On Tuesday, Sarah Palin called for President Obama's impeachment. That prompted us to argue that any such momentum for the "impeach Obama" movement is a bad thing for Republicans -- especially on the eve of the 2014 election.
Naturally, some folks disagreed.
Their main argument was that Democrats have done it too. In fact, there were plenty of Democrats and anti-war activists calling for George W. Bush's impeachment as the truth about the case for war in Iraq came out. Despite this, their party won -- and won BIG -- in 2006.
The difference that time? Democratic leaders quashed the idea before it got too far.
Byron York has a good piece recalling the situation:
In the fall of '06, Democrats were headed toward a big victory in the midterm elections — the win Bush later referred to as "a thumping." Many Democrats, especially in the House, and most notably Rep. John Conyers, who stood to become chairman of the House Judiciary Committee, had been laying the groundwork for an attempt to impeach the president.
There was absolutely no doubt Conyers was preparing for impeachment. And he wasn't a back-bencher but the incoming chairman of the Judiciary Committee, in which impeachment proceedings would originate. (Just for good measure, Conyers had a long inclination toward impeachment; back in 1983, he had tried to impeach Ronald Reagan for the invasion of Grenada.)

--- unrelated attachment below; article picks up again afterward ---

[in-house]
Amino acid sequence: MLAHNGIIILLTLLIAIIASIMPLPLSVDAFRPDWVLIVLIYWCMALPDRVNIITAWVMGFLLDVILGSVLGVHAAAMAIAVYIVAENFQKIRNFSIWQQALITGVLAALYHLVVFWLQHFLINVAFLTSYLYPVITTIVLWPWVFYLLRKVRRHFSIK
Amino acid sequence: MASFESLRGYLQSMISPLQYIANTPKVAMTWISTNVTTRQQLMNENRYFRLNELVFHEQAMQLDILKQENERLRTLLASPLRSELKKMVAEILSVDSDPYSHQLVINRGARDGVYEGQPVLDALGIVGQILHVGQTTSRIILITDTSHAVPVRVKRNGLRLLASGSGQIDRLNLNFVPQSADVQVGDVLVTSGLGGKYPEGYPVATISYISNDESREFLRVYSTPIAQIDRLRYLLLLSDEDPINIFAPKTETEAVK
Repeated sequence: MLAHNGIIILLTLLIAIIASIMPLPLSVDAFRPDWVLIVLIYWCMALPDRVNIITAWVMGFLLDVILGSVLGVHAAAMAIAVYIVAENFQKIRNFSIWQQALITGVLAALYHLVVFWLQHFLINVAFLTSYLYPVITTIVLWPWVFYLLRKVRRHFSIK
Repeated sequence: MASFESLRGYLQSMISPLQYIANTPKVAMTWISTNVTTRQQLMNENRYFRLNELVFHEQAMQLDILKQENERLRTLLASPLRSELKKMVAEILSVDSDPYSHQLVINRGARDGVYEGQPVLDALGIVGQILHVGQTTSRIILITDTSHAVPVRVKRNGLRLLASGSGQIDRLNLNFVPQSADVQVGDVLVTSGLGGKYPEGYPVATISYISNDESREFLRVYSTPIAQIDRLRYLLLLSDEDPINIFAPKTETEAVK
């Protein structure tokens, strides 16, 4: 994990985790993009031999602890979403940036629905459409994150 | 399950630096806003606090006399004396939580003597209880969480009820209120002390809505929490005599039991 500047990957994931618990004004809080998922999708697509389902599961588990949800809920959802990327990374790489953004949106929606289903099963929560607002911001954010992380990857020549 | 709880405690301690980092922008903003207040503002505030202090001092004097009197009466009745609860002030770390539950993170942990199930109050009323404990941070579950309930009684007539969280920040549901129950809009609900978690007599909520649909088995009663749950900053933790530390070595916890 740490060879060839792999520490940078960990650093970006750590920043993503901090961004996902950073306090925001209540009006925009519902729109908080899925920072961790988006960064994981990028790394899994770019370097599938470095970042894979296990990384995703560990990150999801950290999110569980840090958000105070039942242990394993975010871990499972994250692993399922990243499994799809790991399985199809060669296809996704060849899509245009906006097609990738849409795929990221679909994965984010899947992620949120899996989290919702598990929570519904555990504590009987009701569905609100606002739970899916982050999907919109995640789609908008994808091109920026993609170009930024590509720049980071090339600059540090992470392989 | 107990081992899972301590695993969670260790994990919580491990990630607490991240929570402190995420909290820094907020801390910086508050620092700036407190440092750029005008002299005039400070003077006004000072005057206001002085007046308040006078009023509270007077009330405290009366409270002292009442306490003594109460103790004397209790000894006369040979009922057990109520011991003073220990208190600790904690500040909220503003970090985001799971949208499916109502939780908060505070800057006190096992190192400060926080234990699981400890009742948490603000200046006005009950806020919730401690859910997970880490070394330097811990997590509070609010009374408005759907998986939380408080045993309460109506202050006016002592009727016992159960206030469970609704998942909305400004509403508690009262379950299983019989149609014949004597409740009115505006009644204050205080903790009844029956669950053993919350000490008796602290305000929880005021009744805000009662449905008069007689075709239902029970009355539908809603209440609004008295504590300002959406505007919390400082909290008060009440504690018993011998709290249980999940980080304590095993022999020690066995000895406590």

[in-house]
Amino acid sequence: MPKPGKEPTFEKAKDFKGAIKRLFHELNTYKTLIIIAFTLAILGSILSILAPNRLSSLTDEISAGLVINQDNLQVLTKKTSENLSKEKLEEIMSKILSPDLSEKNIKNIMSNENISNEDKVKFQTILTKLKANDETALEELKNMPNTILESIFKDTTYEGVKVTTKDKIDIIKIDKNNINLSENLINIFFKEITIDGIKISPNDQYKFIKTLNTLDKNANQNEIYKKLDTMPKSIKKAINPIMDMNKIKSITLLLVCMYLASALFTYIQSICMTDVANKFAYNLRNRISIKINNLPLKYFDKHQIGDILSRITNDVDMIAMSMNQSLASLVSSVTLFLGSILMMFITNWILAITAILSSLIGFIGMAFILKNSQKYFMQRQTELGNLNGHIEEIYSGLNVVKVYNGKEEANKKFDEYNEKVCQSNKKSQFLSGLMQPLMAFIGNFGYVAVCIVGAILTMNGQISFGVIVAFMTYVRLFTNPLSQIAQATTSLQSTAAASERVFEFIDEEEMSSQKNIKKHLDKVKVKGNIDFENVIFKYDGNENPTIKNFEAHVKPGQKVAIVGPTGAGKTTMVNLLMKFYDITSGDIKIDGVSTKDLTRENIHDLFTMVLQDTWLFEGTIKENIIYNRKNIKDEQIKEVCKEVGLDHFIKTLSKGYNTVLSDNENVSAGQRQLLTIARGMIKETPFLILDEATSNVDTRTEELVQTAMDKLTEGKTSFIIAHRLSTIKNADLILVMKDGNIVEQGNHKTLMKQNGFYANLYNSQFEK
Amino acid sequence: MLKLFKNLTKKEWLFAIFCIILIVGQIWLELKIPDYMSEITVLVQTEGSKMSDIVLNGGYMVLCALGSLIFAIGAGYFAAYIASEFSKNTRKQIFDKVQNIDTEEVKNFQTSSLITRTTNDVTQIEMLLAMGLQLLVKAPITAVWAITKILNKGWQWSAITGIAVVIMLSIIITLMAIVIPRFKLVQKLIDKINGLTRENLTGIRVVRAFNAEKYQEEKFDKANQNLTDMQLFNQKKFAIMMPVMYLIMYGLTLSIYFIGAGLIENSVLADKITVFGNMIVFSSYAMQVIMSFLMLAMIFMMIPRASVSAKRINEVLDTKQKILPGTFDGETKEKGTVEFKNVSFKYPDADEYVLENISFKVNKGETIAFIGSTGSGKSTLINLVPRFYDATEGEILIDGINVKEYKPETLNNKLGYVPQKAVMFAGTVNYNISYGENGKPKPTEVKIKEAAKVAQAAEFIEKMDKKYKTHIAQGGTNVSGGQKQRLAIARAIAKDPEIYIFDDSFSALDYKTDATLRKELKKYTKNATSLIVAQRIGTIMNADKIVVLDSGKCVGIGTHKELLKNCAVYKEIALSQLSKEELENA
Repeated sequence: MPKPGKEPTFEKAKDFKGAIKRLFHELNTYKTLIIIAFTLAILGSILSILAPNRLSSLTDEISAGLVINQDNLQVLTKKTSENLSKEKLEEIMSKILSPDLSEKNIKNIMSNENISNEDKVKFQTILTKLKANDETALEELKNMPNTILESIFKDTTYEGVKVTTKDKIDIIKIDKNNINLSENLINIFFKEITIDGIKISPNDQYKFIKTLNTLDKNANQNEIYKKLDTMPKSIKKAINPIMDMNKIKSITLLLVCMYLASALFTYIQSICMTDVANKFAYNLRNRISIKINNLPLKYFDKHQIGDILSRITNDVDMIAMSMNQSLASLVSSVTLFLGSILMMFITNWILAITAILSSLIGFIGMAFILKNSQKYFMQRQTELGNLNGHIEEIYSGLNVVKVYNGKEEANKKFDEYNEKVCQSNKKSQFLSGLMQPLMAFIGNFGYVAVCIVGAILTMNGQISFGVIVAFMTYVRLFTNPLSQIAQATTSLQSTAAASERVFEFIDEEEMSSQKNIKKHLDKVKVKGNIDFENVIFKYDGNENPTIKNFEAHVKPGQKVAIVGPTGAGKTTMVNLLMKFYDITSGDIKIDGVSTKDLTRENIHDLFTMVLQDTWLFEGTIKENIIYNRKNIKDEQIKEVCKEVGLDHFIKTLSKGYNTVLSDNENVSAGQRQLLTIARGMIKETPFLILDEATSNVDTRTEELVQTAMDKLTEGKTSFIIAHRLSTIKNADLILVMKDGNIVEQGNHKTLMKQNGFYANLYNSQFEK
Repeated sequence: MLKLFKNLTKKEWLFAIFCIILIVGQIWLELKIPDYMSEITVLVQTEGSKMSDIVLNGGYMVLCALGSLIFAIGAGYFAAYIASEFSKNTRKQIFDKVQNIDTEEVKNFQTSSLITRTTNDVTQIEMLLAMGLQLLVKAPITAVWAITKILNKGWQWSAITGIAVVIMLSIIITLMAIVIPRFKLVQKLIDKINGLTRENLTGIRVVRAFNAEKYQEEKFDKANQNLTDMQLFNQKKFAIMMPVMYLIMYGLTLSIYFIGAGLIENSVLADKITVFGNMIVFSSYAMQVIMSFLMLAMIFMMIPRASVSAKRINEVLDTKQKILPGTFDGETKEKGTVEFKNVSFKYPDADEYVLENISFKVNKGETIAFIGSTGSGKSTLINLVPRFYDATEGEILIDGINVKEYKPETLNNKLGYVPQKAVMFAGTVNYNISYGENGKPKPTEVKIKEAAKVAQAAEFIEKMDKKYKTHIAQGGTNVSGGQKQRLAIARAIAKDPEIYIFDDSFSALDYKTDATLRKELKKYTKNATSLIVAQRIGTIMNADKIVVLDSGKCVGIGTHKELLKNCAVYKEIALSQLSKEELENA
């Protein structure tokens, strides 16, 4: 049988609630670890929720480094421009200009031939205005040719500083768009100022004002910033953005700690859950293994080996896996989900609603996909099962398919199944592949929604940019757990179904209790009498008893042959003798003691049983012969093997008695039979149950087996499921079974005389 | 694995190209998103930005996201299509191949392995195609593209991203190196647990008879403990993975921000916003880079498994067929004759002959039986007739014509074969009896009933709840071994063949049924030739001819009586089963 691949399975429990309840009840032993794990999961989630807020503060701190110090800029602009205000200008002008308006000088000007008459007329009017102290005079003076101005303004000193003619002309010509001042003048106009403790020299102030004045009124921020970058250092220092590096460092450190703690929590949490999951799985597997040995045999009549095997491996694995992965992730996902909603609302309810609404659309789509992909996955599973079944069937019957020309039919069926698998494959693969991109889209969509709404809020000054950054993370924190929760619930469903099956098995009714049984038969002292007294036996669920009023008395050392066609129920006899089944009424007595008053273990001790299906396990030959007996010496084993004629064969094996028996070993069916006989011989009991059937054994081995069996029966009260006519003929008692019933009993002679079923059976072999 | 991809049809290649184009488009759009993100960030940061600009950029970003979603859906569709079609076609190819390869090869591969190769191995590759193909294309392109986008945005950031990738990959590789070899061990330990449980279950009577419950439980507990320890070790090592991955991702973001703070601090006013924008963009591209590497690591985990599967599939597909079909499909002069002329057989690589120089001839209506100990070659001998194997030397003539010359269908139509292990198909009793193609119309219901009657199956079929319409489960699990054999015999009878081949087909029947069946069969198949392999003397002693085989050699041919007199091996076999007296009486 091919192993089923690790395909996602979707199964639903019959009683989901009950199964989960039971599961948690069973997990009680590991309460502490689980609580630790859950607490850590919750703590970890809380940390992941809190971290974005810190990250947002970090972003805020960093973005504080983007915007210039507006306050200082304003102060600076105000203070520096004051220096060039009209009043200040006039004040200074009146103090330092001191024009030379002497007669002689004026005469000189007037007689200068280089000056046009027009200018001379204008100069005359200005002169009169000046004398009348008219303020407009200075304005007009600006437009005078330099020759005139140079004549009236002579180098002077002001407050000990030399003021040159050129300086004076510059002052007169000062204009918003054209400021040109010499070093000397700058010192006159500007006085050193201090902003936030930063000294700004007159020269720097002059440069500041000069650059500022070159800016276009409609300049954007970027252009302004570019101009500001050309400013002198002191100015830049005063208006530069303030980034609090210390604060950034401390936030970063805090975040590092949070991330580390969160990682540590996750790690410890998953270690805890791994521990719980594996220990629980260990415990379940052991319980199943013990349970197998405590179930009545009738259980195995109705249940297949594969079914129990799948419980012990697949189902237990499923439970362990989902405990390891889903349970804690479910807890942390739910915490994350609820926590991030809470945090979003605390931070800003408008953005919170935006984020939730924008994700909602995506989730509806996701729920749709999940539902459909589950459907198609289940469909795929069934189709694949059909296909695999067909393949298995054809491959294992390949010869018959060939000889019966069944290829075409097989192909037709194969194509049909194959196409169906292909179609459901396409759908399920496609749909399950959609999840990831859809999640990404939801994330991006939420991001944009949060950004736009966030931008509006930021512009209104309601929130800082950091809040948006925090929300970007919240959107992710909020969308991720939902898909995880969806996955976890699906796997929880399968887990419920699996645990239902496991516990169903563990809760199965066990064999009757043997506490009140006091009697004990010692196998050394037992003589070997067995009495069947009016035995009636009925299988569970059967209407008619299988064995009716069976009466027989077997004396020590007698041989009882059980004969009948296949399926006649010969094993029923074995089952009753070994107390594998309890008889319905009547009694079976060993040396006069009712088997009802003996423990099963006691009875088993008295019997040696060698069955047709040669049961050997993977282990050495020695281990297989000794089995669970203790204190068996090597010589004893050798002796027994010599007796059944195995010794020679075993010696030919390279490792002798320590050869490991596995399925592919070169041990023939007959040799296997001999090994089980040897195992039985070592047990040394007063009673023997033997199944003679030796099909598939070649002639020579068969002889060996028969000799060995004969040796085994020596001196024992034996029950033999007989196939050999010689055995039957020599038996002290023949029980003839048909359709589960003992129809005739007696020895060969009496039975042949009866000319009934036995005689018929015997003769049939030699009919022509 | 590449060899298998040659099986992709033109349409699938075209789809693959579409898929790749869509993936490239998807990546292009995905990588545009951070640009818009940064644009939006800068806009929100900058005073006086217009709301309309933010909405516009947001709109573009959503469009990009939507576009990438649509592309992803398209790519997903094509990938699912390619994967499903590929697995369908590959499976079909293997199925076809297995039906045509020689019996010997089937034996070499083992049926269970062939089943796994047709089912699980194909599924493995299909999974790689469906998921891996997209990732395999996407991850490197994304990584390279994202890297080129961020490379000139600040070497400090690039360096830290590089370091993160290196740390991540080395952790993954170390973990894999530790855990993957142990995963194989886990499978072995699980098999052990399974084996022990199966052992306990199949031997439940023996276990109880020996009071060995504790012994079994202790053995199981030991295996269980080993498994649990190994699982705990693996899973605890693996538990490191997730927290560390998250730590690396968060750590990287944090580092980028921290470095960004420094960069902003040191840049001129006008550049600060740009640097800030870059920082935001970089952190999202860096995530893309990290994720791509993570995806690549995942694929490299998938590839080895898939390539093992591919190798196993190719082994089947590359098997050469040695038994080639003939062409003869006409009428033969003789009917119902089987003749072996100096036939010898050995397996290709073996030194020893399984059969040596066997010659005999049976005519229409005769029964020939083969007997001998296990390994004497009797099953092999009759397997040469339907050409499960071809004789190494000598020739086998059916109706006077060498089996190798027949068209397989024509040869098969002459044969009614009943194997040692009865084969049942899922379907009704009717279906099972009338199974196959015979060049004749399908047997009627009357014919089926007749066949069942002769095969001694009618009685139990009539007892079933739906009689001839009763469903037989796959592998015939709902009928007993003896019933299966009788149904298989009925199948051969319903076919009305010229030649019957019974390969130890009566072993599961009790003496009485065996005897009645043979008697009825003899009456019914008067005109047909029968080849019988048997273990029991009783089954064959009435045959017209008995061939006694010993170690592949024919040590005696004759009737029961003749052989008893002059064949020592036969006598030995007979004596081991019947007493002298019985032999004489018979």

Conyer's move was met with enthusiastic applause from the activist corners of the Democratic base. Impeachment talk grew as the midterms approached. The talk got so loud that Rep. Nancy Pelosi, who hoped to become Speaker of the House, felt the need to intervene. With the election just days away, Pelosi went on "60 Minutes" and declared: "Impeachment is off the table."
"That's a pledge?" asked CBS’s Lesley Stahl.
"Well, it's a pledge in the — yes, I mean, it's a pledge," Pelosi said. "Of course it is. It is a waste of time."
The Conyers effort was no small thing. It got the support of 38 co-sponsors. But in fact, it was taken off the table well before the 2006 election. Pelosi told her conference as early as May 2006 to knock it off.
And they did. While there were certainly voices calling for impeachment, it wasn't a big theme in the 2006 election, which delivered both the House and Senate to the Democrats.
York goes on to ask whether House Speaker John A. Boehner (R-Ohio) will make a similar declaration, now that it looks like the effort to impeach Obama is getting similar traction. Boehner weighed in a little Wednesday, saying simply, "I disagree" with Palin.
But we would submit that, even if Boehner were to go a step farther try and take impeachment completely off the table, it might not go as well as it did for Pelosi. Boehner is on permanently shaky ground with the tea party wing of the GOP, which isn't really apt to fall in line just because party leadership says so. And in fact, we would argue that Boehner attempting to snuff out impeachment talk too much risks something of a backlash and perhaps would embolden folks like Palin.
Certain aspects of today's Republican Party, quite simply, thrive on poking the bear. We have a hard time seeing how GOP leaders like Boehner will deal with this, apart from hoping like hell that it goes away.
Now, just to be clear, Democratic calls for Bush's impeachment in 2006 were bad politics, just as GOP calls for Obama's impeachment today are bad politics. The difference back then was that someone like Pelosi -- a San Franciscan who had credibility with the party's anti-war and liberal wings -- was able to bring it to an end pretty quickly.
The effort to impeach Obama has much more potential to grow into something bigger -- into something GOP leaders can't squash so easily. It might not get to that point, but the potential is there.